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A quick trick to test your site's visual hierarchy

In this article, Chris Bank of UXPin (opens in new tab) – the wireframing & prototyping app – explains how to use the Blur Technique. For analysis of UI examples from over 33 companies, check out the free ebook Web UI Best Practices (opens in new tab).

In the first two articles in this series, How the human eye reads a website (opens in new tab) and 4 key ways to create visual hierarchy (opens in new tab), I examined how to create the appropriate visual hierarchy in your web UI design.

Now that we've discussed how different interface elements affect visual prioritization, let's look at a simple way to test your hierarchy. Designer at Rackspace (opens in new tab) Lee Munroe offers a great method we'll call the Blurring Technique (opens in new tab).

Blurring Technique

Basically, look at a blurred version of your site (like the one below) and see what elements stand out. If it's not what you want to stand out, it's time to go back and make some revisions.

The blurred version will present a bare bones representation of your visual hierarchy, allowing you to evaluate your interface fresh without any distractions.

To spare your eyesight (or a trip to the bar), take a screenshot of your site and add a 5-10 px Gaussian blur in Photoshop.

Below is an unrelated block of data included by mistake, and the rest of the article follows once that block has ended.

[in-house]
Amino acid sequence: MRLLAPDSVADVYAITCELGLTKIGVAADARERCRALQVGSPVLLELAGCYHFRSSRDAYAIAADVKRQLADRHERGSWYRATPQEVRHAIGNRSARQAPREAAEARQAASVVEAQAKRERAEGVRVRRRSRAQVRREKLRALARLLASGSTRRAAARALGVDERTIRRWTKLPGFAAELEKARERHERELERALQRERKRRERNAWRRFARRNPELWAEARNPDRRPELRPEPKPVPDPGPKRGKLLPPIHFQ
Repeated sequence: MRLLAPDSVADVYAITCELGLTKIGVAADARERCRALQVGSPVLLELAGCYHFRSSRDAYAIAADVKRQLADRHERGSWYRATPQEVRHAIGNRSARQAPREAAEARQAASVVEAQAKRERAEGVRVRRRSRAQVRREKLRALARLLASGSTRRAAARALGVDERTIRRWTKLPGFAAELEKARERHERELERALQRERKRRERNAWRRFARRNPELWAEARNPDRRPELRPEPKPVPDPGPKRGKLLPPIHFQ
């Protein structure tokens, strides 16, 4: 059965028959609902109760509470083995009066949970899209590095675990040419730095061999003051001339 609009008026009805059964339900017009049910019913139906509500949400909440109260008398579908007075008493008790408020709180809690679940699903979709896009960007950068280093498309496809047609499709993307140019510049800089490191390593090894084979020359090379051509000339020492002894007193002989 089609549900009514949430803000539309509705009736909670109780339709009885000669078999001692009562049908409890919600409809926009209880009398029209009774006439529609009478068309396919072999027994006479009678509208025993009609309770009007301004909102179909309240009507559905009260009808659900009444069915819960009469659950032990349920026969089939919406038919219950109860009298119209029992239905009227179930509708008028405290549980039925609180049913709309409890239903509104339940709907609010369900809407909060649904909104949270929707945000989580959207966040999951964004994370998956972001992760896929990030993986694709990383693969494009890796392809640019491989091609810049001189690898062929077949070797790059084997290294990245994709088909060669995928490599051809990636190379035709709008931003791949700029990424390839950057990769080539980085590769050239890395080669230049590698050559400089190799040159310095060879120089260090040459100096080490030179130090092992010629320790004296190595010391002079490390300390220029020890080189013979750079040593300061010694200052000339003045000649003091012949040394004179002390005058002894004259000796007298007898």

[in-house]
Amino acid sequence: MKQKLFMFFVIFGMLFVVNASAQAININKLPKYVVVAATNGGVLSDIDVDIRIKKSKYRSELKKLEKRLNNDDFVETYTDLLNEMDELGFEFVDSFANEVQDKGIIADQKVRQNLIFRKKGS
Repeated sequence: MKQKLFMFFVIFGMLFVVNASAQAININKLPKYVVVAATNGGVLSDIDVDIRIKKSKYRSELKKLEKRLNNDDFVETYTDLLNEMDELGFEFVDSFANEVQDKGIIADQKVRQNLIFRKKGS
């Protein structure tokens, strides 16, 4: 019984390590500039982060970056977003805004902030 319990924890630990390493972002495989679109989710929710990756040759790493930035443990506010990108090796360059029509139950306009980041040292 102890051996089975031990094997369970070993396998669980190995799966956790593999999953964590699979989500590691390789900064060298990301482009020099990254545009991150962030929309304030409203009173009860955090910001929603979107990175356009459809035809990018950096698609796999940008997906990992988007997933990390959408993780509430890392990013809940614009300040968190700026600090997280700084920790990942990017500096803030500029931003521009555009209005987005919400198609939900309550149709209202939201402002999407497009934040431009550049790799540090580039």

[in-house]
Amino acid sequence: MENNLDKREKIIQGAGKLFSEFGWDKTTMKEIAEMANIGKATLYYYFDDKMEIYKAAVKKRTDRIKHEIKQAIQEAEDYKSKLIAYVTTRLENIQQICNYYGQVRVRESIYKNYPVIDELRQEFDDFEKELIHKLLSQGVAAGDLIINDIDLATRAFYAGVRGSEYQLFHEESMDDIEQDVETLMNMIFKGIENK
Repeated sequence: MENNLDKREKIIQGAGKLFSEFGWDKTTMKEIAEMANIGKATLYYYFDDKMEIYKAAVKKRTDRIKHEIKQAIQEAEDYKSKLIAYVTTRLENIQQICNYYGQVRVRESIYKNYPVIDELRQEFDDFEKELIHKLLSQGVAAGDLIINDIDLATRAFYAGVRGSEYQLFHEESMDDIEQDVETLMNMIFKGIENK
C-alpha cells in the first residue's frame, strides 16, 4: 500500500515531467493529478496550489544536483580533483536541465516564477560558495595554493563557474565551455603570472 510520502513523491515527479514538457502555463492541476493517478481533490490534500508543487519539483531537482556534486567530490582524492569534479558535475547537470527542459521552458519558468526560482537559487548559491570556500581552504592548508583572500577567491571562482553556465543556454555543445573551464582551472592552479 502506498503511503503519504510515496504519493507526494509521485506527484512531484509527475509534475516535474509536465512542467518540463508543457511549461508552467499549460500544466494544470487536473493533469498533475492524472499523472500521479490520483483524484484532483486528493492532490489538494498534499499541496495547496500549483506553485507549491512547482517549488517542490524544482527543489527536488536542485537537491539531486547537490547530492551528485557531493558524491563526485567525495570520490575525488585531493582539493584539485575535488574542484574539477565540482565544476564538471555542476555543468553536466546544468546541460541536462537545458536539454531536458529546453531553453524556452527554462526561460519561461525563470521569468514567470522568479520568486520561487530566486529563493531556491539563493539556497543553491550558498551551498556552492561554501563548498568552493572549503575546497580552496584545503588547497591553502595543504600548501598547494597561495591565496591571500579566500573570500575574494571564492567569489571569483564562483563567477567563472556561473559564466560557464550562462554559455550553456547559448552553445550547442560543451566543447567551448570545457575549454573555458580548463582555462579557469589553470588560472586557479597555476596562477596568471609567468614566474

Look at blurred version of your homepage and see whether its hierarchy still works. Source: http://www.leemunroe.com/visual-hierarchy/

Look at blurred version of your homepage and see whether its hierarchy still works. Source: http://www.leemunroe.com/visual-hierarchy/

Wufoo's homepage (above) passes the blur test because the prominent items are the sign up and product feature buttons, both of which should be priorities on any homepage.

The shape of the sign up bar makes it stand out, while the white space around the features buttons draws the eye by creating "breathing room".

Conclusions

Understanding visual hierarchy and applying design patterns are two of the most important skills in good web UI design. They are fundamental and interconnected: once you know how to visually prioritize information, you'll have a better grasp of how to apply existing design patterns.

Prioritize your interface based on how people scan for information (opens in new tab). Then, apply colour, contrast, color, size and spacing (opens in new tab) for further accentuation. To help shorten the learning curve, you can also turn to UI pattern resources like UI Patterns (opens in new tab) and PatternTap (opens in new tab).

For practical advice on building web interfaces based on examples from top companies like AirBnB, Wufoo, Linkedin, and more, check out Web UI Best Practices (opens in new tab).

Words: Chris Bank (opens in new tab)

Chris Bank (opens in new tab) is the growth lead at UXPin (opens in new tab), a UX design app that creates responsive interactive wireframes and prototypes.

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